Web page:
Researchers here use data on cholesterol and health assessed in a large patient population over a 40 year period in order to determine how the risk of suffering atherosclerosis by age 75 varies with cholesterol levels assessed in the 30s and 40s. It is no surprise that higher cholesterol levels mean a greater risk of atherosclerosis, the development of fatty lesions that narrow and weaken blood vessels. The condition is one in which the macrophage cells responsible for removing these unwanted lipids from blood vessel walls are made dysfunctional by rising levels of oxidized cholesterol. The more cholesterol in the blood stream, the more oxidized cholesterol, all other things being equal.
Using data for individuals without prevalent cardiovascular disease, we characterised the age-specific and sex-specific long-term association of non-HDL cholesterol with cardiovascular disease. On the basis of this association, we derived and validated a tool specific for age, sex, and cardiovascular risk factors to assess the individual long-term probability of cardiovascular disease by the age of 75 years associated with non-HDL cholesterol. Further, we modelled the potentially achievable long-term cardiovascular disease risk, assuming a 50% reduction of non-HDL cholesterol.
Considerable uncertainty exists about the extent to which slightly increased or apparently normal cholesterol concentrations affect lifetime cardiovascular risk and about which thresholds should be used to merit a treatment recommendation, particularly in young people. Our study extends current knowledge because it suggests that increasing concentrations of non-HDL cholesterol predict long-term cardiovascular risk, particularly in cases of modest increase at a young age.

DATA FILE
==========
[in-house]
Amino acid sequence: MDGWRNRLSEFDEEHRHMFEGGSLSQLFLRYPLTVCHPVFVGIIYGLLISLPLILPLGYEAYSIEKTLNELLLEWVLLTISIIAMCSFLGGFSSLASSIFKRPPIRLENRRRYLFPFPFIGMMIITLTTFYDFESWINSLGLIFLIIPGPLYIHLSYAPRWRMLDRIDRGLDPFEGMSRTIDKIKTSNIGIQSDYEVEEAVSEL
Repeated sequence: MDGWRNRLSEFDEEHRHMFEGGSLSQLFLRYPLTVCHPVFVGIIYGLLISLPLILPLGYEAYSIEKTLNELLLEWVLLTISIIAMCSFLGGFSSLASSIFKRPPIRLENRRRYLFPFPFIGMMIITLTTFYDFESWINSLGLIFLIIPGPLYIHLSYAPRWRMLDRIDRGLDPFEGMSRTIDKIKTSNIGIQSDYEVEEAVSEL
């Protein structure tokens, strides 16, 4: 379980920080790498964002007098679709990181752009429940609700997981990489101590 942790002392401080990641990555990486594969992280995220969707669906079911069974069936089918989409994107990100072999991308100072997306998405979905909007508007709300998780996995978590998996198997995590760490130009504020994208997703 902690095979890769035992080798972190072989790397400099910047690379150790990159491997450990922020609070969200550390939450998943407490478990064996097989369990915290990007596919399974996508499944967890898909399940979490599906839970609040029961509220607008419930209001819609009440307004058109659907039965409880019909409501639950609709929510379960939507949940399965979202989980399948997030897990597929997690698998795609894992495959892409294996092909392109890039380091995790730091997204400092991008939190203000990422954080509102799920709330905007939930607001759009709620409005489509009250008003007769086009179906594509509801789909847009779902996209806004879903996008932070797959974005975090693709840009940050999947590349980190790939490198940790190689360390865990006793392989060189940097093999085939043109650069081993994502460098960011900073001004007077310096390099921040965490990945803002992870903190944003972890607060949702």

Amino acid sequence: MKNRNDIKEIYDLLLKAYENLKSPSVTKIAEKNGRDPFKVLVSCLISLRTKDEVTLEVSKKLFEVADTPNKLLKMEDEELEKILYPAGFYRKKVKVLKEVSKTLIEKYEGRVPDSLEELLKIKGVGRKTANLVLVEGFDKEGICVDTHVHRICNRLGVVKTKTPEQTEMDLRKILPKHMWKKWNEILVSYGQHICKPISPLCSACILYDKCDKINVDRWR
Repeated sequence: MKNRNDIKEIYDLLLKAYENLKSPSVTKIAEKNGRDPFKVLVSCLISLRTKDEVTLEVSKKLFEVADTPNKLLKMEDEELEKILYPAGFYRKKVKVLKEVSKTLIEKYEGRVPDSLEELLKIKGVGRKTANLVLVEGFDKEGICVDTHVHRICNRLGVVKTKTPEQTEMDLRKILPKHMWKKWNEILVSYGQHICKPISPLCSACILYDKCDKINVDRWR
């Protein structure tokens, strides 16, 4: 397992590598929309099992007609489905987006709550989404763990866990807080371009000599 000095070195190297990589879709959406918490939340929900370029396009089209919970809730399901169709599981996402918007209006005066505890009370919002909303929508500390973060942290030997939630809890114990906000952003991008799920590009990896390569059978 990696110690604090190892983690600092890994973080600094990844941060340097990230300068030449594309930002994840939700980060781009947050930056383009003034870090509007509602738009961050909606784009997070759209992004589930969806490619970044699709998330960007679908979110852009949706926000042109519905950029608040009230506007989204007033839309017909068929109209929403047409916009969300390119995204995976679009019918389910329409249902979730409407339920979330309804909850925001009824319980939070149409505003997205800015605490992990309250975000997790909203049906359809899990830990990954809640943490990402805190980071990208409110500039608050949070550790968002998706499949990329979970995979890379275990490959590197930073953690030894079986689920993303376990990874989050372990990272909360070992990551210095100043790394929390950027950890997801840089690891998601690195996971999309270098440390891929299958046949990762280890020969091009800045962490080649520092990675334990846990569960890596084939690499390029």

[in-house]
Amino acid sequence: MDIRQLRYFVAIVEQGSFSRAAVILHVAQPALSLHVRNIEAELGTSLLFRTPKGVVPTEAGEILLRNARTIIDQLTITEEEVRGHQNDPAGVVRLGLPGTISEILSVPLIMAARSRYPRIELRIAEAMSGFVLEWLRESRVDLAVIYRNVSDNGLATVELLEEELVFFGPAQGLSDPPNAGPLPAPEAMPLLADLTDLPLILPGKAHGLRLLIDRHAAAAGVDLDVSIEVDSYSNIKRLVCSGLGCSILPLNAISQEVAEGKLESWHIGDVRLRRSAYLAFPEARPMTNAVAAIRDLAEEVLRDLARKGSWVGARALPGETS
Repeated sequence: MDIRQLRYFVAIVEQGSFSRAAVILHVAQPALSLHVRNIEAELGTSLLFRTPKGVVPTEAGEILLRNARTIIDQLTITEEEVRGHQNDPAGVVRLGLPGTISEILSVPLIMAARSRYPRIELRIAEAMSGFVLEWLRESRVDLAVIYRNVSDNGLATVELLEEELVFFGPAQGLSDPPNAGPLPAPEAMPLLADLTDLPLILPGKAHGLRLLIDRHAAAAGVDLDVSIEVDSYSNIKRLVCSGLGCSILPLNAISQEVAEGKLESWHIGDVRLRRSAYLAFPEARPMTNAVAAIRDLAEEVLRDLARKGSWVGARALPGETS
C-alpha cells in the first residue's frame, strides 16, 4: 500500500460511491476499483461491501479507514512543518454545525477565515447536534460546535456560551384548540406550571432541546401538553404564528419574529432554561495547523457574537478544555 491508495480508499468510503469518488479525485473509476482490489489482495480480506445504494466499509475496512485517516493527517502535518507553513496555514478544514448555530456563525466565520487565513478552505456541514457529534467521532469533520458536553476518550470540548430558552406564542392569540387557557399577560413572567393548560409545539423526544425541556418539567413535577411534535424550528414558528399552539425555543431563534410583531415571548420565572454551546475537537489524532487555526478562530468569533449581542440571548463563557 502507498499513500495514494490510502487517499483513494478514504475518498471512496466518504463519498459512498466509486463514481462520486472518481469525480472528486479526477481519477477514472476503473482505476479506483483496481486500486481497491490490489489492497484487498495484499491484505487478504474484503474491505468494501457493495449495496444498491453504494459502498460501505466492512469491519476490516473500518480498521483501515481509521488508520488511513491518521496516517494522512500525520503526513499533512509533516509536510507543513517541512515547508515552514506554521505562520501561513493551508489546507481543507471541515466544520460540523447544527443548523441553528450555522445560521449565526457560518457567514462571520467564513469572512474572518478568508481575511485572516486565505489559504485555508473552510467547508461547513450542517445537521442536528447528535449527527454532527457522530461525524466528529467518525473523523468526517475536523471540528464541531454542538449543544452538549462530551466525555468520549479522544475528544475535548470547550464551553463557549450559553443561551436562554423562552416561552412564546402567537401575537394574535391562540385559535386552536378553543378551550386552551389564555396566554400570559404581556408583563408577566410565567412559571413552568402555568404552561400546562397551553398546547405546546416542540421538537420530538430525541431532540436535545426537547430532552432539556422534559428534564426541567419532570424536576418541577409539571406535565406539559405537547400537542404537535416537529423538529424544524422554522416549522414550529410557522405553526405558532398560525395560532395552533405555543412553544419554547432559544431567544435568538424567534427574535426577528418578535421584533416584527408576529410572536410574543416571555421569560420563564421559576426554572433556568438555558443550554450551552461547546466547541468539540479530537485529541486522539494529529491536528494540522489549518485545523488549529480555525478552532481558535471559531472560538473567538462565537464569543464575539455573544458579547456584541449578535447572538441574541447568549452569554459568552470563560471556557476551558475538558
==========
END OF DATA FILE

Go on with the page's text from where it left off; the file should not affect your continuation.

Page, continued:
Results showed a stepwise increase of cardiovascular disease events across increasing concentrations of non-HDL cholesterol. 30-year cardiovascular disease event rates were approximately three-to-four times higher in women and men in the highest non-HDL cholesterol category (≥5.7 mmol/L) than those in the lowest category (less than 2.6 mmol/L; 33.7% vs 7.7% in women and 43.6% vs 12.8% in men). To estimate the long-term probability of a cardiovascular disease event associated with non-HDL cholesterol, we established a model for cardiovascular disease risk up to the age of 75 years. For example, women with non-HDL cholesterol concentrations between 3.7 and 4.8 mmol/L, younger than 45 years, and with at least two additional cardiovascular risk factors had a 15.6% probability of experiencing a non-fatal or fatal cardiovascular disease event by the age of 75 years (28.8% in men with the same characteristics).
We calculated the optimally achievable risk reduction for cardiovascular disease by the age of 75 years assuming a 50% reduction of non-HDL cholesterol. In the population with non-HDL cholesterol of 3.7-4.8 mmol/L, younger than 45 years, and with at least two risk factors, the long-term risk of cardiovascular disease could hypothetically be reduced from 15.6% to 3.6% in women and from 28.8% to 6.4% in men. Absolute risk reductions of cardiovascular disease were more pronounced in individuals with two or more cardiovascular disease risk factors than in those with one or no risk factors, and in men than women.